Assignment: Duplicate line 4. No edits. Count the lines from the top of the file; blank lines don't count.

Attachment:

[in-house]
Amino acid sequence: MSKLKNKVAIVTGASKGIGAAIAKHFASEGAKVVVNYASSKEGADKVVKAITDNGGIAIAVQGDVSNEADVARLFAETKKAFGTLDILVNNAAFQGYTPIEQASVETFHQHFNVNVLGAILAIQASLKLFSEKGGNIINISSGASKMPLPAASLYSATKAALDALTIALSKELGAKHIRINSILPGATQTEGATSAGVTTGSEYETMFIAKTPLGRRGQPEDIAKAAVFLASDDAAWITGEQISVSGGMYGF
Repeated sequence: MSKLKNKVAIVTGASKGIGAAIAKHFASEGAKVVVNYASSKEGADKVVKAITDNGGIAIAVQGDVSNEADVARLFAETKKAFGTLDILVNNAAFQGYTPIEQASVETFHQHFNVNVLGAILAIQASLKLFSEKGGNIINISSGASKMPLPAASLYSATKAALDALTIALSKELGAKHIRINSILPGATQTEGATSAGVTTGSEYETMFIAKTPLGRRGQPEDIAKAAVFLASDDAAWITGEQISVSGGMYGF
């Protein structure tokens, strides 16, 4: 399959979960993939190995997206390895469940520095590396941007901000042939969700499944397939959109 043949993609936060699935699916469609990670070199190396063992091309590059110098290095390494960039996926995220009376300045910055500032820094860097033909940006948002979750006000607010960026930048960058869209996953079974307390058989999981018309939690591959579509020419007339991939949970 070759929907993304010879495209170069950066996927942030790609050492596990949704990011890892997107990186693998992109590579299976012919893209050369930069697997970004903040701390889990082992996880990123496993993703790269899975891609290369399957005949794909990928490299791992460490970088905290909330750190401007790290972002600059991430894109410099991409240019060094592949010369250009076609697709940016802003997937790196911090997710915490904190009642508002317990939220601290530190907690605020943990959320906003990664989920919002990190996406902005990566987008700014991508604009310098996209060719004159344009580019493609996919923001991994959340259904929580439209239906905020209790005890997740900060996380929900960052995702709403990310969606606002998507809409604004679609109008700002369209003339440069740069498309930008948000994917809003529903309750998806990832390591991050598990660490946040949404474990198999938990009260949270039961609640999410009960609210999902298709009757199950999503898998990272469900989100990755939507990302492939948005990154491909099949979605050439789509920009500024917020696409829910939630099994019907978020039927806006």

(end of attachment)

């Protein structure tokens, strides 16, 4: 399959979960993939190995997206390895469940520095590396941007901000042939969700499944397939959109 043949993609936060699935699916469609990670070199190396063992091309590059110098290095390494960039996926995220009376300045910055500032820094860097033909940006948002979750006000607010960026930048960058869209996953079974307390058989999981018309939690591959579509020419007339991939949970 070759929907993304010879495209170069950066996927942030790609050492596990949704990011890892997107990186693998992109590579299976012919893209050369930069697997970004903040701390889990082992996880990123496993993703790269899975891609290369399957005949794909990928490299791992460490970088905290909330750190401007790290972002600059991430894109410099991409240019060094592949010369250009076609697709940016802003997937790196911090997710915490904190009642508002317990939220601290530190907690605020943990959320906003990664989920919002990190996406902005990566987008700014991508604009310098996209060719004159344009580019493609996919923001991994959340259904929580439209239906905020209790005890997740900060996380929900960052995702709403990310969606606002998507809409604004679609109008700002369209003339440069740069498309930008948000994917809003529903309750998806990832390591991050598990660490946040949404474990198999938990009260949270039961609640999410009960609210999902298709009757199950999503898998990272469900989100990755939507990302492939948005990154491909099949979605050439789509920009500024917020696409829910939630099994019907978020039927806006």